“This is just the beginning,” said Ken Homa, professor of marketing at Georgetown University’s McDonough School of Business. “Next year, we’re likely to see everybody doing this. . . . The guys with the first opportunity to get to somebody’s pocketbook are likely to take share away from their competitors.”

Accurately quoted and, if I must say so myself, captures the essence of my message … and my style.

Probably a bit nostalgic for my former students …

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Black Friday … it’s all psychological.

November 25, 2011

Punch line: According to the Washington Post, “far from being mass synchronized temporary insanity, the Black Friday ritual has distinct psychological underpinnings.”

1) The crowds (and scarcity) make us happy

When crowds create a sense of competition — such as when hundreds of shoppers are rushing to collect marked-down goods — they generate a different feeling … called hedonic shopping value, or a sense of enjoyment from the mere process of buying goods.

Consumers enjoy something that’s harder to get, and it makes them feel playful and excited.”

create a promotional strategy that has a high value for a limited time.”

2) We love the hunt

Black Friday is “hunting for women” … it hinge on long-standing traditions and involve pursuing a goal as a group. Whether the group actually hits its target is secondary to the fun of the chase.

The process is akin to a marathon, in that a long-distance runner is energized by the grueling trek in much the same way a Black Friday shopper thrives on long lines and frenzied grabs at cashmere sweaters.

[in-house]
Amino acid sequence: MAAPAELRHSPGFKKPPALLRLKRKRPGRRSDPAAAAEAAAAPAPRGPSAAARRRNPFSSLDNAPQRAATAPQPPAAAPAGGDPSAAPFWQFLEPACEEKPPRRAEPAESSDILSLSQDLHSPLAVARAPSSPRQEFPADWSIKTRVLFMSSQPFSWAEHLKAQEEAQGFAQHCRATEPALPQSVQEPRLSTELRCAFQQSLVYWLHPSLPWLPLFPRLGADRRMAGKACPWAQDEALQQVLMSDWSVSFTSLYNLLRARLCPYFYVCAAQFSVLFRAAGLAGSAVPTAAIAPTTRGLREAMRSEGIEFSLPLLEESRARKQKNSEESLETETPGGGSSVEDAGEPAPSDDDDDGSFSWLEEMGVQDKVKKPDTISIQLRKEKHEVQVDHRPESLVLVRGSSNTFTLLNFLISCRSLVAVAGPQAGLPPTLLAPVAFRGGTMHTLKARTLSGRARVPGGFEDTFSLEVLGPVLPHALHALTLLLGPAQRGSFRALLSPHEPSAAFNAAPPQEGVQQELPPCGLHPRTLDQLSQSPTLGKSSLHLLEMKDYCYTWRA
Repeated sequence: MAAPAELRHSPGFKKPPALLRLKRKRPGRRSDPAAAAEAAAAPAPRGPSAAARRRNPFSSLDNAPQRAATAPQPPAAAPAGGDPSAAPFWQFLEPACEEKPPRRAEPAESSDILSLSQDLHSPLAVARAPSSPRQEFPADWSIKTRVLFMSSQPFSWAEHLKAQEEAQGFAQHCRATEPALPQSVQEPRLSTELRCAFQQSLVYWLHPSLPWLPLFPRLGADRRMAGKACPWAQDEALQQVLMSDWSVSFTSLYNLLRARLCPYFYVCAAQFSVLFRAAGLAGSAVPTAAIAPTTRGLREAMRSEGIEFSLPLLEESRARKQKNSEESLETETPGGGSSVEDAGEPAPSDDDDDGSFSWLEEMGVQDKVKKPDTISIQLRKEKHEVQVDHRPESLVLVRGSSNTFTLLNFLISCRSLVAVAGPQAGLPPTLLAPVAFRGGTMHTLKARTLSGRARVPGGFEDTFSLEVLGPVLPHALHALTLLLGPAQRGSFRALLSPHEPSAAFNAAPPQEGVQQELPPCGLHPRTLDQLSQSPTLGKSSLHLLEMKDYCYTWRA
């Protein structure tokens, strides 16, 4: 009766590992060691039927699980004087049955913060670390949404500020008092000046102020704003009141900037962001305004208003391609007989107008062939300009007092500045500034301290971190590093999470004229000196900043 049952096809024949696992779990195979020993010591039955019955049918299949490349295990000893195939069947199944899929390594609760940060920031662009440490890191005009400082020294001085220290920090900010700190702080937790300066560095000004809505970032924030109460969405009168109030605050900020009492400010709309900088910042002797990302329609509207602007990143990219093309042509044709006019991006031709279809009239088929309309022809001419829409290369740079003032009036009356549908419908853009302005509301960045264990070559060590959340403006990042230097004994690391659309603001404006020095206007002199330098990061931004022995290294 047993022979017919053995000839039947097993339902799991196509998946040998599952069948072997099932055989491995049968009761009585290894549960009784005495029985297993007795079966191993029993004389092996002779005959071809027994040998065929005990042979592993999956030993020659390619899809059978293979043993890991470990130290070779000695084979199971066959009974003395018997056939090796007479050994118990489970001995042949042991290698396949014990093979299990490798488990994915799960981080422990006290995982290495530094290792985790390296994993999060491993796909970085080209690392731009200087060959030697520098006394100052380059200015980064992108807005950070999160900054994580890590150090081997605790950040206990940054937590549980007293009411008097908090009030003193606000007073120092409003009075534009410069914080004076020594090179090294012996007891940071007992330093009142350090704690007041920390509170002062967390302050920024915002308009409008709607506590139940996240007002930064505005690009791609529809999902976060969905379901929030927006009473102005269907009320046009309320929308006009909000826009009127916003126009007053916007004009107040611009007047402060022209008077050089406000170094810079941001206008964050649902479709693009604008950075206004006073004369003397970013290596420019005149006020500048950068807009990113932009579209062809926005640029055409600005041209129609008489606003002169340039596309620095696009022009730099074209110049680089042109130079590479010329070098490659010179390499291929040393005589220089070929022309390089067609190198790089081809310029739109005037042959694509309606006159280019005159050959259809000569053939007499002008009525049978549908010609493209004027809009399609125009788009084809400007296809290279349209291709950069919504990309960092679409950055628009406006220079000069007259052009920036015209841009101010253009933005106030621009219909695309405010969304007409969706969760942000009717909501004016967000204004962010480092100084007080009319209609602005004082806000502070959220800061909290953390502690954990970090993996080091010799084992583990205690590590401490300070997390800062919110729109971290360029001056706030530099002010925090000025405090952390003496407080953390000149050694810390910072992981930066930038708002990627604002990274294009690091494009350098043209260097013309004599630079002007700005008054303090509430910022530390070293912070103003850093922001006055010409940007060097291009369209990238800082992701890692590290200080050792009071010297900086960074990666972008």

Shoppers love to swap stories and show off their prizes at the end of the day.

“It’s ‘mission accomplished … You brag about your great deal, or about how you got the last one.”

3) It’s about togetherness

Black Friday shopping combines elements of both traditional shopping and holiday rituals.

Shoppers planned extensively for Black Friday — as they would for a holiday meal — and relish the day in part because it allows them to spend time with close friends and family.

“Sharing the shopping ritual with family members and indoctrinating children helps to ensure that the ritual is continued in the next generation.”

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Target re-gifts … the ‘Christmas Champ’ is baaack!

November 21, 2011

TakeAway: Retailer optimism is lower this year. Yet, Target hopes to spur sales with a two-day Black Friday sales event and the return of Christmas Champ ad campaign.

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Excerpted from, “Target Re-Gifts Its Black Friday ‘Christmas Champ’ Campaign